This question comes up frequently. I discussed some of the general implications of when and why to become an S-corp in this post three months ago.
Today I want to specifically address the question of whether or not there’s a magical income level at which you should make the switch.
I’ve seen some accountants who say a sole proprietor should “always” become an S-corp when income gets above $20,000. In other cases I’ve seen $50,000 floated as the magic number.
I say it depends on your cash flow and whether or not you can afford to pay yourself a reasonable salary for the work you’re doing. So I’d agree $20,000 of net income from a proprietorship is probably the minimum amount where you’d even consider an S-corp. From there it would depend on if you could realistically pay yourself a salary.
I’m always baffled when I see accountants touting S-corp formation for sole proprietors because I wonder, how do these accountants get around the Joe the Window Washer tendencies of the typical proprietor?
How do these accountants convince the client, turning a profit of $20,000 a year, to deal with all the payroll crap and extra fees that comes with being an S-corp? In a majority of the cases I see, the tax savings aren’t enough to outweigh the headaches and extra fees, and the proprietor becomes angry and bitter about having an S-corp.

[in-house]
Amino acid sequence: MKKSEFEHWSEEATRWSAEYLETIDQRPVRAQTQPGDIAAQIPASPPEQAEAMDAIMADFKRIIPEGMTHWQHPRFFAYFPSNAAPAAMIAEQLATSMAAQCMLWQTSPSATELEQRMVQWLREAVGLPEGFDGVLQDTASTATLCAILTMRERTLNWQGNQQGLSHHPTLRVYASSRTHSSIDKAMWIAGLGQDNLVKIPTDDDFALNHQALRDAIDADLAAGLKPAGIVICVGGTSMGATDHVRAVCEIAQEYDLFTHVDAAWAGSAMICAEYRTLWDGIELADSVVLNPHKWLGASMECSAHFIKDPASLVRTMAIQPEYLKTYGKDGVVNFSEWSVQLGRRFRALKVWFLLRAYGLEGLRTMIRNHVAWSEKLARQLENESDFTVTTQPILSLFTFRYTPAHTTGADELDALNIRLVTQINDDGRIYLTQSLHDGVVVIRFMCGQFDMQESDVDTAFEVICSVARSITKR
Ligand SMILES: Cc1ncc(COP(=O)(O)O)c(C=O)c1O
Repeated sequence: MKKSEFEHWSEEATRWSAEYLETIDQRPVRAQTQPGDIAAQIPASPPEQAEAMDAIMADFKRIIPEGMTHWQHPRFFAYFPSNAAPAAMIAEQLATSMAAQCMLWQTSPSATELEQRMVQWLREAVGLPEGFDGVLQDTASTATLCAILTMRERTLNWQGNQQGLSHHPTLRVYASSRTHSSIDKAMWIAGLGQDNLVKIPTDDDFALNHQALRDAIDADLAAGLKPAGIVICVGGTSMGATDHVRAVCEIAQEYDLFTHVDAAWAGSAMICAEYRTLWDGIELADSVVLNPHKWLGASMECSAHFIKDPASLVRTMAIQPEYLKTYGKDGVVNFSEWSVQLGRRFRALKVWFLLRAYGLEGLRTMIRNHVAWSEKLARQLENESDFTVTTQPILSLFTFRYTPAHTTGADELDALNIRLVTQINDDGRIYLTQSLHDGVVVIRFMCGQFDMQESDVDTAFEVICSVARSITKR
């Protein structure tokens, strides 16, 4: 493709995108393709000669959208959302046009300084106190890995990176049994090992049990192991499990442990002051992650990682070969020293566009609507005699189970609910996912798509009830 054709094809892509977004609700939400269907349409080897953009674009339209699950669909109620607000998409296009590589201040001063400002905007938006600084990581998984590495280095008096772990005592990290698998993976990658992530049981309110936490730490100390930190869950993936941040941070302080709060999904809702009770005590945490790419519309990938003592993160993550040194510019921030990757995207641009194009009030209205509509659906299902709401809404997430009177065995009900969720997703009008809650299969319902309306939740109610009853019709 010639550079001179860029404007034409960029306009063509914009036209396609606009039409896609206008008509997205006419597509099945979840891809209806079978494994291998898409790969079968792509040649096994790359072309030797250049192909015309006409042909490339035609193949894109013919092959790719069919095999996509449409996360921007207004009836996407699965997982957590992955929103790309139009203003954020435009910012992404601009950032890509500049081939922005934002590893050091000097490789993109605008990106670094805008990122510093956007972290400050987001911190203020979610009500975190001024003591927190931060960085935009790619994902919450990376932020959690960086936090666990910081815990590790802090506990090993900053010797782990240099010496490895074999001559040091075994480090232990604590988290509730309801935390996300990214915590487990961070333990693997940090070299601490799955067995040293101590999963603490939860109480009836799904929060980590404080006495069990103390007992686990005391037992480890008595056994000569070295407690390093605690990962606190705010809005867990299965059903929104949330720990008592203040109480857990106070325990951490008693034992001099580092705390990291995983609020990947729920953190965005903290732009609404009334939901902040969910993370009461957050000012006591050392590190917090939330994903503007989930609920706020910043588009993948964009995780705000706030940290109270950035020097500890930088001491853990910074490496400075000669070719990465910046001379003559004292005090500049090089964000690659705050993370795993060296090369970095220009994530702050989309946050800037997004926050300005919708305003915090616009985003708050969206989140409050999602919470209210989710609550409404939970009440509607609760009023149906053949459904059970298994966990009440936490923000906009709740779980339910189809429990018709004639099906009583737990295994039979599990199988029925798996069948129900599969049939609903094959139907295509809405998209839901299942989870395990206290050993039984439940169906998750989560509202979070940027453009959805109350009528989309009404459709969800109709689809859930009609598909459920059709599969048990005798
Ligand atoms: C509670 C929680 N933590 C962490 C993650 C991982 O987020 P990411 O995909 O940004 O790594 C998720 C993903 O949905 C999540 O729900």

Questions to Ask Yourself
- Can you afford to pay yourself a reasonable salary?
- Is your current profit level going to increase, or at least stay the same?
- Are you okay with dealing with extra hassles and headaches associated with being a corporation?
“This blog post, along with comments that may follow, should not be considered tax advice. Before you make final tax or financial decisions, please secure a professional tax advisor to give you advice about your unique situation. To secure Jason as your accountant, please click on the ‘Services’ link at the top of the page.”